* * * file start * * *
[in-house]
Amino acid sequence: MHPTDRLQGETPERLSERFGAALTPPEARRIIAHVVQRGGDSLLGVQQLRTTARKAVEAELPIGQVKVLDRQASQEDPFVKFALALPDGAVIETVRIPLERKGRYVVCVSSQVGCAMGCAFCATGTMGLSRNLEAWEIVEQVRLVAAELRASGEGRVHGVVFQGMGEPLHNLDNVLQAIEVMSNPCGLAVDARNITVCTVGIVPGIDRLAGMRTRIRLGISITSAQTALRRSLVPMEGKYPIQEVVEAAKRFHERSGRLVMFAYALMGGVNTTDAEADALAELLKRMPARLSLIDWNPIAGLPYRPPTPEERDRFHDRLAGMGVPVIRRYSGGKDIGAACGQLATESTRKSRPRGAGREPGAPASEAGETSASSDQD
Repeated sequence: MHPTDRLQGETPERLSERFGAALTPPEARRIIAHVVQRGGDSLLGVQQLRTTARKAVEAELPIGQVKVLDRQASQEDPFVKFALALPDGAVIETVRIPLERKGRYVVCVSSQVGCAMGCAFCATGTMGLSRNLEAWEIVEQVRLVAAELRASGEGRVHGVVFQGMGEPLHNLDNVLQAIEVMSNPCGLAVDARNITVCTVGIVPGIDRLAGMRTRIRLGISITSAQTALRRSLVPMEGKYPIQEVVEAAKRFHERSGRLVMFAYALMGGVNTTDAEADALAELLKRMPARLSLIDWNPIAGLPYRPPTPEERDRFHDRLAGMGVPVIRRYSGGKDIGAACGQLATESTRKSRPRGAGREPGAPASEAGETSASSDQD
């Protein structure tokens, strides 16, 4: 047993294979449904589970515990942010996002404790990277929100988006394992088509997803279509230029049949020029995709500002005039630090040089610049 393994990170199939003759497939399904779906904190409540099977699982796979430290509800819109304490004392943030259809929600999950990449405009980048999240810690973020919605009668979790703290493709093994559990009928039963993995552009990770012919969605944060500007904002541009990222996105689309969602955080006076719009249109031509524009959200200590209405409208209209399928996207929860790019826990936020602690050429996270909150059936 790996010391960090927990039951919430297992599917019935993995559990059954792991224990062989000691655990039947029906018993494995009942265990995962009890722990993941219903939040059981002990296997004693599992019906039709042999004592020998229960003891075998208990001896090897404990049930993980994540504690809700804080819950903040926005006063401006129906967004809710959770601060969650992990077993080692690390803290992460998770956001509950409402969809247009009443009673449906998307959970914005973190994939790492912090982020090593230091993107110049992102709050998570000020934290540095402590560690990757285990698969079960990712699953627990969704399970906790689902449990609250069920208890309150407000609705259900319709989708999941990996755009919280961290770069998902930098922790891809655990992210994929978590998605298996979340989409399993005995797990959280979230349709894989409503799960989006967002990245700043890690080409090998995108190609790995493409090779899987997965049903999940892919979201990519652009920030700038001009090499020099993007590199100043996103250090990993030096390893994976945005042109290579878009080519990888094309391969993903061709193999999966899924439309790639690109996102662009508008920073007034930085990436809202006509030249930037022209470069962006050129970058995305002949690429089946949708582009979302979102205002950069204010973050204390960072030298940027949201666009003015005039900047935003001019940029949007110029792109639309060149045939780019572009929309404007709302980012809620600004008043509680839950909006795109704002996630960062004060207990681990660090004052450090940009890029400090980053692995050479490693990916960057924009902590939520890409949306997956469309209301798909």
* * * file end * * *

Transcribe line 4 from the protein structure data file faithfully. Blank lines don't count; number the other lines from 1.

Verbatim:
């Protein structure tokens, strides 16, 4: 047993294979449904589970515990942010996002404790990277929100988006394992088509997803279509230029049949020029995709500002005039630090040089610049 393994990170199939003759497939399904779906904190409540099977699982796979430290509800819109304490004392943030259809929600999950990449405009980048999240810690973020919605009668979790703290493709093994559990009928039963993995552009990770012919969605944060500007904002541009990222996105689309969602955080006076719009249109031509524009959200200590209405409208209209399928996207929860790019826990936020602690050429996270909150059936 790996010391960090927990039951919430297992599917019935993995559990059954792991224990062989000691655990039947029906018993494995009942265990995962009890722990993941219903939040059981002990296997004693599992019906039709042999004592020998229960003891075998208990001896090897404990049930993980994540504690809700804080819950903040926005006063401006129906967004809710959770601060969650992990077993080692690390803290992460998770956001509950409402969809247009009443009673449906998307959970914005973190994939790492912090982020090593230091993107110049992102709050998570000020934290540095402590560690990757285990698969079960990712699953627990969704399970906790689902449990609250069920208890309150407000609705259900319709989708999941990996755009919280961290770069998902930098922790891809655990992210994929978590998605298996979340989409399993005995797990959280979230349709894989409503799960989006967002990245700043890690080409090998995108190609790995493409090779899987997965049903999940892919979201990519652009920030700038001009090499020099993007590199100043996103250090990993030096390893994976945005042109290579878009080519990888094309391969993903061709193999999966899924439309790639690109996102662009508008920073007034930085990436809202006509030249930037022209470069962006050129970058995305002949690429089946949708582009979302979102205002950069204010973050204390960072030298940027949201666009003015005039900047935003001019940029949007110029792109639309060149045939780019572009929309404007709302980012809620600004008043509680839950909006795109704002996630960062004060207990681990660090004052450090940009890029400090980053692995050479490693990916960057924009902590939520890409949306997956469309209301798909």